A person cannot be responsibly held if the act intended is anything beyond the control of a man. When thy committed the murder, the defendants were trying to survive in the harsh conditions and in this case, one of them had to be sacrificed in order for the other two. There is a reason why a certain law was made first before it was broken. A specific law should be purposely construed. This is gotten from the case of Commonwealth v. Staymore. It is argued why one life cannot be sacrificed to save many. The exception is always accepted in the law. The law is not absolute since it has exceptions. In this case, saving many by sacrificing one is better that sacrificing all by saving none. A case is only considered if it happens or takes place in territories that are far away from the limits of the state. The law of the state is argued that it is not applicable due to proximity and distance that is provided. The predication of the law is possible if only there is coexistence of men in the society8. When survival of a man becomes almost impossible, the statutes and precedents ceases to exist. The situation is similar in which the criminal activity occurred outside the jurisdiction of the state9. When the condition, in this case because the crime occurred in the high waters, then it is true to say that the crime occurred outside the states jurisdiction and by this commonwealth law ceases to take effect.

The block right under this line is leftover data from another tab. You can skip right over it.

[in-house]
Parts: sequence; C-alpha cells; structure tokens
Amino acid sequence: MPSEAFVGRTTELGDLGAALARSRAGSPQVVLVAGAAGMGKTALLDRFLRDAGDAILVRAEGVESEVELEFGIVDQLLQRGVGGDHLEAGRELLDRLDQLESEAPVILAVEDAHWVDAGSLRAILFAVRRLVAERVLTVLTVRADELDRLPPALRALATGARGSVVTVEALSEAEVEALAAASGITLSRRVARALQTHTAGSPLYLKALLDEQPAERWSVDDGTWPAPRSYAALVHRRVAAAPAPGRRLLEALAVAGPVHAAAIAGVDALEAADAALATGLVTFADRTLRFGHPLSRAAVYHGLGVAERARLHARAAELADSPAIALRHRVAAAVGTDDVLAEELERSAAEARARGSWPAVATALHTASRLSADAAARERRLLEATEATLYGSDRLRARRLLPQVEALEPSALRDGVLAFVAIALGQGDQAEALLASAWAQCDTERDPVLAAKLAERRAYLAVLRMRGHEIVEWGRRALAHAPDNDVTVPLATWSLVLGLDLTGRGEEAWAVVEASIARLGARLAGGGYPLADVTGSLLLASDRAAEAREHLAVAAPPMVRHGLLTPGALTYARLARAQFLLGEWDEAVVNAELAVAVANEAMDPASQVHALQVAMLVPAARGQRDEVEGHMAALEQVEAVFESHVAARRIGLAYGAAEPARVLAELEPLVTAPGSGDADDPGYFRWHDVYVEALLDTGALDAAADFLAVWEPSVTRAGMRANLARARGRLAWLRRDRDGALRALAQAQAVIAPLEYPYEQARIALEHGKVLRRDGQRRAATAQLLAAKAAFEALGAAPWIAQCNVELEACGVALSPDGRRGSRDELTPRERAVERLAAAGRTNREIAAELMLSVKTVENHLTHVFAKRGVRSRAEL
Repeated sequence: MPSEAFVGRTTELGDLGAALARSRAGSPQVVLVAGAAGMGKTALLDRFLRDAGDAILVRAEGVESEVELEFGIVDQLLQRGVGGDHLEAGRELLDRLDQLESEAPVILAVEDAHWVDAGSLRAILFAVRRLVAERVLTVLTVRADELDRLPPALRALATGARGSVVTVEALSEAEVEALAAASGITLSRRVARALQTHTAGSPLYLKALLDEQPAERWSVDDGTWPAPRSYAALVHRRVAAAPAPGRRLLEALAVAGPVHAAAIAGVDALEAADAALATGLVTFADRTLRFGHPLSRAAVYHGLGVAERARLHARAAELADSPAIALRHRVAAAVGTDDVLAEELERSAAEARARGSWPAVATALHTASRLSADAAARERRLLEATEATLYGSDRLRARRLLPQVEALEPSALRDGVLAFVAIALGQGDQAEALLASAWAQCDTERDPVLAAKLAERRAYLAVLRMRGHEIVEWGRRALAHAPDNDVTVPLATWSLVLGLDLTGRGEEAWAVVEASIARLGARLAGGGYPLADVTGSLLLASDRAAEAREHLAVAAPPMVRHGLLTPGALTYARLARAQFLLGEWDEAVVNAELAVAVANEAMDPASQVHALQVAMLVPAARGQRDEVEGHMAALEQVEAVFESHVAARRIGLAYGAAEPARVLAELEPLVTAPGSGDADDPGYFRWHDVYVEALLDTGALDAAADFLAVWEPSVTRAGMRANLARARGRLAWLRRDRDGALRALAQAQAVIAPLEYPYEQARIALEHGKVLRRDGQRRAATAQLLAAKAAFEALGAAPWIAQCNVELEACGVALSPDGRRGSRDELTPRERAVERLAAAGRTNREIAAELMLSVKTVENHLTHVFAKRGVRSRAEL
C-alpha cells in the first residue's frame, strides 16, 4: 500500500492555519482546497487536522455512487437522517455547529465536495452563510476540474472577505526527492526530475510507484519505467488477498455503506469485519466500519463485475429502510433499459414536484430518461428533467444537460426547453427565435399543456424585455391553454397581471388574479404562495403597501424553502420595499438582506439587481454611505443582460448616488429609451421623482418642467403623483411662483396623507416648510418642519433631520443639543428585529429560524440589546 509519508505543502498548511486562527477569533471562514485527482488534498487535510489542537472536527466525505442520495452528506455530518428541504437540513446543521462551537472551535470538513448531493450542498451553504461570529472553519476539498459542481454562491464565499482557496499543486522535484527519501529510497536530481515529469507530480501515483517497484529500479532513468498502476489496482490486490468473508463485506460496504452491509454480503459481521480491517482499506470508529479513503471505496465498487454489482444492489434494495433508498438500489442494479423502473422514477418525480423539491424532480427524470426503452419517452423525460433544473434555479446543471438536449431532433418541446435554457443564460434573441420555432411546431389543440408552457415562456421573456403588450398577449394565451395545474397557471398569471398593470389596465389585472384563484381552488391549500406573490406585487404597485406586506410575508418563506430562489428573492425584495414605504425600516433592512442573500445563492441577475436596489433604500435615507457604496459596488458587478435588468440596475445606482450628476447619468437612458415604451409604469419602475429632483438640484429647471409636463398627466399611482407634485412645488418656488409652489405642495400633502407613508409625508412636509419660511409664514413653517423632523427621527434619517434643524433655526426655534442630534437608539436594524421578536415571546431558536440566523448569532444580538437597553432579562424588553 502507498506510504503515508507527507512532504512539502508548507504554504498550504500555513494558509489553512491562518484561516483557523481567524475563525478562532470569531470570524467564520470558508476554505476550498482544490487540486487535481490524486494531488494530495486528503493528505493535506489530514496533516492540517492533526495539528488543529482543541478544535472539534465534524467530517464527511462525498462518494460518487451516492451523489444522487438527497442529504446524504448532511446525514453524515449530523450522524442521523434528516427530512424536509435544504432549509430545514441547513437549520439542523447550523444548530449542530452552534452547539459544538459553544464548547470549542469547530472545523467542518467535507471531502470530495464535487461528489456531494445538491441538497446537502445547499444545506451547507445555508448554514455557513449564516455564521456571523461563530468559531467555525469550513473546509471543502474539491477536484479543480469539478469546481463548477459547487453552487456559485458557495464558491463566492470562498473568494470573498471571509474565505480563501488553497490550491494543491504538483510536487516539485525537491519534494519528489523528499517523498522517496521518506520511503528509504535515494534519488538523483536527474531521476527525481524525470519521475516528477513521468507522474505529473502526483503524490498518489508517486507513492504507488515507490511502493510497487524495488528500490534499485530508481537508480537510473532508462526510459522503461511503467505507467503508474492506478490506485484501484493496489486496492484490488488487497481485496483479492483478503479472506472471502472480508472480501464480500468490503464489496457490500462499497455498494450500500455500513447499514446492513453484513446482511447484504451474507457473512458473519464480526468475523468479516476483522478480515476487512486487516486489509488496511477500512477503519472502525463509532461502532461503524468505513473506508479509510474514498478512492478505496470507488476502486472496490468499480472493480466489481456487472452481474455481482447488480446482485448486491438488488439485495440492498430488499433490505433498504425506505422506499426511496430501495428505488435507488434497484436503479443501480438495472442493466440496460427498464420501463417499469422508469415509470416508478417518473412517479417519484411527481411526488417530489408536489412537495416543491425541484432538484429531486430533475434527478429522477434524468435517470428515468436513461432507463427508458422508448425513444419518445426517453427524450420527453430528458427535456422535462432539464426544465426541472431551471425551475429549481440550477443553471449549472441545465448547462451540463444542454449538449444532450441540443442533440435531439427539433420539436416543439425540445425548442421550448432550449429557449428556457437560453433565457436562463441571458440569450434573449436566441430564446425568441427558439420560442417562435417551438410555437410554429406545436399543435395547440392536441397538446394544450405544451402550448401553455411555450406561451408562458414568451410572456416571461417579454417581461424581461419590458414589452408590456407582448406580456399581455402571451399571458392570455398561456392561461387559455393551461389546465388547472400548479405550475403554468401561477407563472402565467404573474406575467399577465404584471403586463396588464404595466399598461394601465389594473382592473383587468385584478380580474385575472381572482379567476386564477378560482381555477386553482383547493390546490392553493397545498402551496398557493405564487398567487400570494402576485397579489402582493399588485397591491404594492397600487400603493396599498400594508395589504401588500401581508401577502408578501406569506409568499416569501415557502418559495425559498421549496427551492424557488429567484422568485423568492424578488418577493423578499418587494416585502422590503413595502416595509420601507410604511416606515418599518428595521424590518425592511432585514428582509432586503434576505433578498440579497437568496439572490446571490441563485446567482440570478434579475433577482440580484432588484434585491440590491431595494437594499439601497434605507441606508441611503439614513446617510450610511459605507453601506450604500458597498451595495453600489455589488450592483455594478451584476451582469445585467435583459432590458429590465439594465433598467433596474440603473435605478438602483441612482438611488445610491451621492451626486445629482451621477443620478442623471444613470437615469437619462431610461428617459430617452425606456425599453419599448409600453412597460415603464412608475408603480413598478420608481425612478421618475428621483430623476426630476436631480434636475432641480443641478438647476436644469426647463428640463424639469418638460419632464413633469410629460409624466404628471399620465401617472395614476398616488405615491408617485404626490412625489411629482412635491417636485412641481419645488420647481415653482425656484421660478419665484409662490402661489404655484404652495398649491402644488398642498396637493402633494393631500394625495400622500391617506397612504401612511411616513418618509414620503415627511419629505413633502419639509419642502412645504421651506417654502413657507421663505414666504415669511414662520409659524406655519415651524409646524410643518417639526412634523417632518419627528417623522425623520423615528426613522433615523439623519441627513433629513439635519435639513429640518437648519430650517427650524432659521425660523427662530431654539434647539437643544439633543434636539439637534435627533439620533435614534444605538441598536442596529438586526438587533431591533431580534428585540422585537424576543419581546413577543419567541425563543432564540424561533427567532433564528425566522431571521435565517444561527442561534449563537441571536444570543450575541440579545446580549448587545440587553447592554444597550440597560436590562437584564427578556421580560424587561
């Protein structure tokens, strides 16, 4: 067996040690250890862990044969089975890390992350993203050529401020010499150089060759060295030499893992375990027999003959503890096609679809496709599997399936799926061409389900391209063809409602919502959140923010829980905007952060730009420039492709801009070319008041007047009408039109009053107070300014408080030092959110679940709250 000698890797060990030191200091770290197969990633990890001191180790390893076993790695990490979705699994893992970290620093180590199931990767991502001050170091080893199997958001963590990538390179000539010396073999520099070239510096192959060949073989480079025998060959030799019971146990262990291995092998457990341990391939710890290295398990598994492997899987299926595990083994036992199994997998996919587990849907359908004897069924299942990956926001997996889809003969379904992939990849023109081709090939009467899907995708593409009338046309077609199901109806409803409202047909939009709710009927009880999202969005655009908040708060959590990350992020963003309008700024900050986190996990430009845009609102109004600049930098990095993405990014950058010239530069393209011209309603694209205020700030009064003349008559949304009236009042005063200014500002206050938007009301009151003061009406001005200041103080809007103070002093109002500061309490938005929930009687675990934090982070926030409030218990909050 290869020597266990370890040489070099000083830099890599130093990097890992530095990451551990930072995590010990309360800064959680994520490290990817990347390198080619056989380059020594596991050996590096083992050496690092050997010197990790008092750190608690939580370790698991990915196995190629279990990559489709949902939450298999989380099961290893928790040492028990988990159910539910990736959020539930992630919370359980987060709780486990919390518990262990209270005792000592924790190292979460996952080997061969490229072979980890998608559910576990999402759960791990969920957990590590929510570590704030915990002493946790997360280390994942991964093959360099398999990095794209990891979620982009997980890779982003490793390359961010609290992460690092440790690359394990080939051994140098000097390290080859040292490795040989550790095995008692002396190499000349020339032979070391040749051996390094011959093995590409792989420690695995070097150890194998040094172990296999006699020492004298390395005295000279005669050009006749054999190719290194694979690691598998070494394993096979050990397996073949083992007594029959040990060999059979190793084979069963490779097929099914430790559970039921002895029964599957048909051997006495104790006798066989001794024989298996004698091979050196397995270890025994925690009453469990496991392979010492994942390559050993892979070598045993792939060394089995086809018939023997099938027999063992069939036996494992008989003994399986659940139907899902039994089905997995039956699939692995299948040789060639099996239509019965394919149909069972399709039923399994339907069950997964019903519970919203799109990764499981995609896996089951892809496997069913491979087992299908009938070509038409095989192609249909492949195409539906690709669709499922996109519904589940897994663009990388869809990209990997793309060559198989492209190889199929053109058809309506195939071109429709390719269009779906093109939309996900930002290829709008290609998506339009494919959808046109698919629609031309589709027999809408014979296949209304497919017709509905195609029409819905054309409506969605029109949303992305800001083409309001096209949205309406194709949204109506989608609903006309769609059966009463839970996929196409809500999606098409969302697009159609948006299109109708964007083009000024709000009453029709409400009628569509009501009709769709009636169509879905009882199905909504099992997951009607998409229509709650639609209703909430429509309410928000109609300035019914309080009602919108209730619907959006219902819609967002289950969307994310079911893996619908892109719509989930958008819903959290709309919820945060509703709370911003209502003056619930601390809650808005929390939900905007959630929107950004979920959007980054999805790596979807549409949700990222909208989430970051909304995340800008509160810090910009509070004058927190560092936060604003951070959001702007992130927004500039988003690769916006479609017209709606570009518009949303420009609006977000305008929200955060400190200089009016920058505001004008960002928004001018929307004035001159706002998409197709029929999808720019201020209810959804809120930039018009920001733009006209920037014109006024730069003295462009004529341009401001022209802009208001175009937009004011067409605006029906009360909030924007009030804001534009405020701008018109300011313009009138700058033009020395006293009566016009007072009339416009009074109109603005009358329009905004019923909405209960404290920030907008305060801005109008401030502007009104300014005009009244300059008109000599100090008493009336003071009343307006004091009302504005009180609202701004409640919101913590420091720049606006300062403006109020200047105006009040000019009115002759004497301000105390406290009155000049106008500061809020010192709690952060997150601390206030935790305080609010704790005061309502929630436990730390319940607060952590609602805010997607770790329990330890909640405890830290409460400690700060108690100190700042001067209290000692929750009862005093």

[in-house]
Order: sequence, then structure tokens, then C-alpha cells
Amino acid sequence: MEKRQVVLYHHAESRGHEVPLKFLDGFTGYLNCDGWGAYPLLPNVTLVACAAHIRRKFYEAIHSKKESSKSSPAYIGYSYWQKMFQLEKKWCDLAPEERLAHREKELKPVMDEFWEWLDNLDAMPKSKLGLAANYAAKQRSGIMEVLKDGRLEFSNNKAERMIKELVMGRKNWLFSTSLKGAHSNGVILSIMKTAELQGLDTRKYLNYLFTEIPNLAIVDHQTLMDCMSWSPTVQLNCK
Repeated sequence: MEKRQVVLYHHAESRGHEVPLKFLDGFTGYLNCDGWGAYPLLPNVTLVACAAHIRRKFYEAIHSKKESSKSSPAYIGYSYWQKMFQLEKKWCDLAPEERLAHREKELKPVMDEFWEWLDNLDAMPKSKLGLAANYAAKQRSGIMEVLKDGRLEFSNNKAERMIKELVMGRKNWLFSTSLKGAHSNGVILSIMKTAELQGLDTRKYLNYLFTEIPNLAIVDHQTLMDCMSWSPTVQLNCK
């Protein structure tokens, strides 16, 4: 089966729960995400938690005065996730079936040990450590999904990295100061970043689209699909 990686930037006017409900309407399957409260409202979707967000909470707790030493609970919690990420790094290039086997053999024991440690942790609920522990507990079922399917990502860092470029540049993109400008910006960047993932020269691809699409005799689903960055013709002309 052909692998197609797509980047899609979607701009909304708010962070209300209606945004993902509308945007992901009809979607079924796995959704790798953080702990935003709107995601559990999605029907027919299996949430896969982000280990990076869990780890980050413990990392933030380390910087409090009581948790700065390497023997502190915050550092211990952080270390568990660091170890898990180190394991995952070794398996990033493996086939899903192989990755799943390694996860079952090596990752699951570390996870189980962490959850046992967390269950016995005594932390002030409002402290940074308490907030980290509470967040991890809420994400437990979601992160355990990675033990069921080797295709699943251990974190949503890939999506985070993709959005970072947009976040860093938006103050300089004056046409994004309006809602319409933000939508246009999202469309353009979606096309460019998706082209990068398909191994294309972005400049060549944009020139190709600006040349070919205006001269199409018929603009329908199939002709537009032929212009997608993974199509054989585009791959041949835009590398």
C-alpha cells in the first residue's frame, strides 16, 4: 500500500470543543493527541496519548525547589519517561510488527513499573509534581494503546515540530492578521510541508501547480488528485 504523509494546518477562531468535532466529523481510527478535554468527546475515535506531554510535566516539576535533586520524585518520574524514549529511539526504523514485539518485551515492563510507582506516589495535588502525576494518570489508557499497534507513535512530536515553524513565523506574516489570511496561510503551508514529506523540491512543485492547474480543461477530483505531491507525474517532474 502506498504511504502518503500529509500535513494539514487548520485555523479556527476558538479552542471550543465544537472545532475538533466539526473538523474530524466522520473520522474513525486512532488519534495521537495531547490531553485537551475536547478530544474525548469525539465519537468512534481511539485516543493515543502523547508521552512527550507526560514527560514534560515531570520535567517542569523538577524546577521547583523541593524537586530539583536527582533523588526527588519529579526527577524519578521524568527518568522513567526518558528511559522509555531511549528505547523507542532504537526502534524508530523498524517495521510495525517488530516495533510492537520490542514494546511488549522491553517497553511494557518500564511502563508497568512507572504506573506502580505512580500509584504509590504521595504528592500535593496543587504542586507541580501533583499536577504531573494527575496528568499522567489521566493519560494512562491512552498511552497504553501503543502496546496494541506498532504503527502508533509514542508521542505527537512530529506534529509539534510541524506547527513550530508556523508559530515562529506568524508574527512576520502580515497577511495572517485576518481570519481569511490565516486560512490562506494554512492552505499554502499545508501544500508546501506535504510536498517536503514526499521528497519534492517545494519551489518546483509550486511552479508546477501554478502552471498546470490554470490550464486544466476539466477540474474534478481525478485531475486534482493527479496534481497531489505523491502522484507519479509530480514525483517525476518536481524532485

In conclusion, It would be impractical to apply the statute on the grounds of ignoring the basic foundations of why the law has become law. In any case, there should be use of prudence to decide the merits of the case. The law should be intelligently applied not idiotic adherence. The defendants D and S should be punished by death without any clemency but there should be reflection or consideration of the statute.